. Is Gluten-Free Low Carb: Breaking Down Myths Around Gluten-Free Diets 

Is Gluten-Free Low Carb: Breaking Down Myths Around Gluten-Free Diets 

Are Gluten-Free diets healthy or just a fad?  Is there a reason why you should consider going gluten-free?  Is gluten-free low carb? We get these questions all the time from our clients, so if you are confused about what “gluten-free” means, you are not alone.

In this blog post, we will break down the myths surrounding gluten-free and low carb diets, and explain how they differ from each other and what overlap they have.

What is a gluten-free diet?

There is a lot of buzz around gluten-free lately, but what does it really mean? A gluten-free diet is simply a dietary plan that excludes gluten, a protein found in wheat, rye, and barley.

Gluten is a binding agent that gives bread and other baked goods their chewy texture. It is also found in many processed foods, including cereal, pasta, salad dressings, and soups.

To follow a gluten-free diet, people must avoid all foods that contain gluten. This means reading food labels carefully and choosing foods that are labeled gluten-free.  Those following a gluten-free diet must also be aware of cross-contamination.  Cross-contamination occurs when gluten-free food comes into contact with gluten-containing food. This can happen in restaurants, food factories, and even at home.

Who needs to follow a gluten-free diet?

Gluten-free diets have become very popular and showcasing “gluten-free” on food labels has become a popular advertising technique in recent years leading people to believe that these gluten-free foods are healthier for them. In reality, a gluten-free diet is only a necessary treatment for people with Celiac Disease or people with sensitivities to gluten.

Celiac Disease is an autoimmune disease where the ingestion of gluten leads to damage in the small intestines.  Celiac Disease affects about one in every one hundred people according to The Celiac Foundation.

To find out if you have celiac disease or a gluten intolerance, you will need to see a doctor. They will start by asking you about your symptoms and medical history. They may also order some tests, such as blood tests and/or an endoscopy.

Blood tests can look for antibodies that your body produces in response to gluten. If you have celiac disease, you will have high levels of certain antibodies in your blood.

An endoscopy is a procedure that allows your doctor to look at the lining of your small intestine. If you have celiac disease, the lining of your small intestine will be damaged.

What is a low carb diet?

A low carb diet is a dietary plan that restricts carbohydrates such as bread, pasta, rice, sweets, fruit, starchy vegetables, and milk. It has nothing to do with avoiding gluten.

There is no single definition of a low carb diet, but it typically involves limiting carbohydrates to less than 45% of total calories. Many people chose to follow a low carb diet to help with weight loss and/or blood sugar control.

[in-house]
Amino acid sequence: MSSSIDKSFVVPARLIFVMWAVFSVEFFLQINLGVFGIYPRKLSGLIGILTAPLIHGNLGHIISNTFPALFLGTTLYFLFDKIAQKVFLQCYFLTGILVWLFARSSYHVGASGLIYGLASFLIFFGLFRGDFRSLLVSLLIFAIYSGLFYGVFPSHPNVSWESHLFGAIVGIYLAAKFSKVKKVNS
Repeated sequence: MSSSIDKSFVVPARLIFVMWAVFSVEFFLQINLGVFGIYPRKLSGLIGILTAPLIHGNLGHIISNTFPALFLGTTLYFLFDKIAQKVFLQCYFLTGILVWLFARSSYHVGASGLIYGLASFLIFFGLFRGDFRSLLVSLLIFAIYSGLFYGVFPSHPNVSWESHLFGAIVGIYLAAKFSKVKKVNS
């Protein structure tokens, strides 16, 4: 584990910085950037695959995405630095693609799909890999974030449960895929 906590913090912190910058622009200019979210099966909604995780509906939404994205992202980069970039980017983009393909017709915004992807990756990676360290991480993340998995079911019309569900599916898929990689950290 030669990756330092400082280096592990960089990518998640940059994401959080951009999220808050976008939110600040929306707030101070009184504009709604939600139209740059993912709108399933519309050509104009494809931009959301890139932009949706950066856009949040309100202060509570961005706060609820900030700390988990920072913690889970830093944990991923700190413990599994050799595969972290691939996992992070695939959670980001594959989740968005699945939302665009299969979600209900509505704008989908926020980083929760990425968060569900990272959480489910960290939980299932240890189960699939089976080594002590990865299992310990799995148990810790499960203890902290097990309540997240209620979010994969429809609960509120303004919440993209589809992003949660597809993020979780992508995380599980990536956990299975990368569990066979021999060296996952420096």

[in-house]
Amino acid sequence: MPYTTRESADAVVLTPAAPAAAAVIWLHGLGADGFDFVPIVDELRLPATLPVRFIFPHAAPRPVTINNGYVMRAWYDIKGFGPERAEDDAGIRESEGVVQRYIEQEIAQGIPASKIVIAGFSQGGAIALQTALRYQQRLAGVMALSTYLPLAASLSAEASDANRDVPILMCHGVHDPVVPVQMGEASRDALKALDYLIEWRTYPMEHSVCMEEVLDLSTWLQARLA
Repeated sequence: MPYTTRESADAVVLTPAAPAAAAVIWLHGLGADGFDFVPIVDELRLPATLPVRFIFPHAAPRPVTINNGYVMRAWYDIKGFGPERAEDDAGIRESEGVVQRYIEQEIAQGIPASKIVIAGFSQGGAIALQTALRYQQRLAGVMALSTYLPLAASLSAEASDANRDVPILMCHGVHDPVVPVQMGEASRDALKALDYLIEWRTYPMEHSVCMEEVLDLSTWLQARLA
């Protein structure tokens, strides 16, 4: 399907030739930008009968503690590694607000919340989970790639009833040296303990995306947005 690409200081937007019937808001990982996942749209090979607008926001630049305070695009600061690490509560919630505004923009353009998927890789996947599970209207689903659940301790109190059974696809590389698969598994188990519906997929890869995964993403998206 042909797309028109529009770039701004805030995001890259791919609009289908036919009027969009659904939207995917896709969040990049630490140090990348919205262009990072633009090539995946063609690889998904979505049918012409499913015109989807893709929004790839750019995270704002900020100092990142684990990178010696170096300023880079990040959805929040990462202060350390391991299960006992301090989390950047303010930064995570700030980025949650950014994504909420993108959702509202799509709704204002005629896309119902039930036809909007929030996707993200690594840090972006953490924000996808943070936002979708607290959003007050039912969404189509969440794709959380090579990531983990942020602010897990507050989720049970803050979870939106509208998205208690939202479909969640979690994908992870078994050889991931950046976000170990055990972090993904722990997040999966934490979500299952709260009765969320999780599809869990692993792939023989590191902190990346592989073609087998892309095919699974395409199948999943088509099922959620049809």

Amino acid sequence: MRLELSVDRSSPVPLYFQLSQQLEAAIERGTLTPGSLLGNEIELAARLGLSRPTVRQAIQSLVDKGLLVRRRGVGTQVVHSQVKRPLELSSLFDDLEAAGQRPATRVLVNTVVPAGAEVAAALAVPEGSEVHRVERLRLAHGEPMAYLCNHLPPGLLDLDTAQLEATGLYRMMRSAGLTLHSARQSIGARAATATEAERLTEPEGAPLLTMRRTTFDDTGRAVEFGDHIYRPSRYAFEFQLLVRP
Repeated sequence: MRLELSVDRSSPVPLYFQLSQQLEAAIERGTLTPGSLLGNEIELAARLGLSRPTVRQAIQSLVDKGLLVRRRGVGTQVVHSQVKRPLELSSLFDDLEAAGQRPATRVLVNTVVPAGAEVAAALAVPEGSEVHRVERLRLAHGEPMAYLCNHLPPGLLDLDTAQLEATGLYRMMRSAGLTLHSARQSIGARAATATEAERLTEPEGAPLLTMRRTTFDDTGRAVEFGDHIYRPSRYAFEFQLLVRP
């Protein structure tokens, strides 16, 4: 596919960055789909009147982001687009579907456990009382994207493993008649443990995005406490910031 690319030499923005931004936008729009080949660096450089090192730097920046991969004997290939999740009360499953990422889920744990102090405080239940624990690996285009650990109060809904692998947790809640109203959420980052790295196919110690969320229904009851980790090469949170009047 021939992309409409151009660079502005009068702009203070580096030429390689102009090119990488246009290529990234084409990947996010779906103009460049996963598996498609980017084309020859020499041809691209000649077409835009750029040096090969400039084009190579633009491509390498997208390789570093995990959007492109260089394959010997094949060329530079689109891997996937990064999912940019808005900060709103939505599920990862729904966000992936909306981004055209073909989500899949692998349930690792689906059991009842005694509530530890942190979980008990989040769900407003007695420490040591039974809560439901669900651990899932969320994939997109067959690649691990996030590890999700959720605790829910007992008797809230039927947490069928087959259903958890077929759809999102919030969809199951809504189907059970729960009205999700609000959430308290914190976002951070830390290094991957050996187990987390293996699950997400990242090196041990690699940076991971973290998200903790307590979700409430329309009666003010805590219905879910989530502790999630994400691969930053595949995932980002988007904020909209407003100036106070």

Are gluten-free and low carb diets the same thing?

Gluten-free and low carb diets are not at all the same thing.  As mentioned earlier, a gluten-free diet excludes all foods that contain gluten while a low carb diet restricts carbohydrates.  There are some low carb foods that still contain gluten and some gluten-free foods that are high in carbs.

Some gluten-free foods are also low in carbohydrates, such as vegetables, meat, fish, poultry, eggs, dairy products, nuts, and seeds. However, there are also many gluten-free foods that are high in carbohydrates, such as gluten-free bread, pasta, cereal, and baked goods.

It is possible to follow a gluten free-diet that is also low in carbohydrates. If you are following a gluten-free diet and you are also trying to reduce your carbohydrate intake, it is important to focus on eating gluten-free foods that are low in carbohydrates. You should also read food labels carefully and limit gluten-free foods that are high in carbohydrates and added sugar.

When beginning to follow a gluten-free or a low carb diet, it is helpful to talk to a Registered Dietitian who can help create a personalized diet plan that meets your individual needs.

So, should I eat gluten or not? 

Gluten itself, especially gluten in foods containing whole grains, is not a bad thing for people who have bodies who tolerate it. If you do not have Celiac Disease or an intolerance to gluten containing foods, then gluten is perfectly safe for you to eat.  Most people can safely eat gluten with no adverse effects.

Many foods are naturally gluten-free. If you switch to an eating plan that consists of primarily meat or plant-based protein, fruit, nuts, and vegetables, all of which are gluten-free foods, you might feel better not because you are avoiding gluten, but because you aren’t eating ultra-processed foods.

Many gluten-free processed foods such as breads, cereals, and baked goods are more costly and may not taste as good as the traditional gluten containing products. Some may even be higher in sugar, fat, and calories than the traditional gluten containing versions.

So, while gluten may have a bad reputation or the media is telling you not to eat it, rest assured that there is no reason to avoid gluten if your body tolerates it.


In conclusion, while gluten-free diets are crucial for people with allergies and sensitivities, it is generally not necessary to avoid gluten if you do not fall into one of these categories.  Eating a gluten-free diet does not mean that you are eating a low carb diet or a “healthy” diet and gluten containing foods can be a healthy part of your eating plan.

If you do have a gluten allergy or sensitivity, or are just aiming to consume more plant based foods, check out our post about Chickpeas, a gluten-free legume that has many health benefits!

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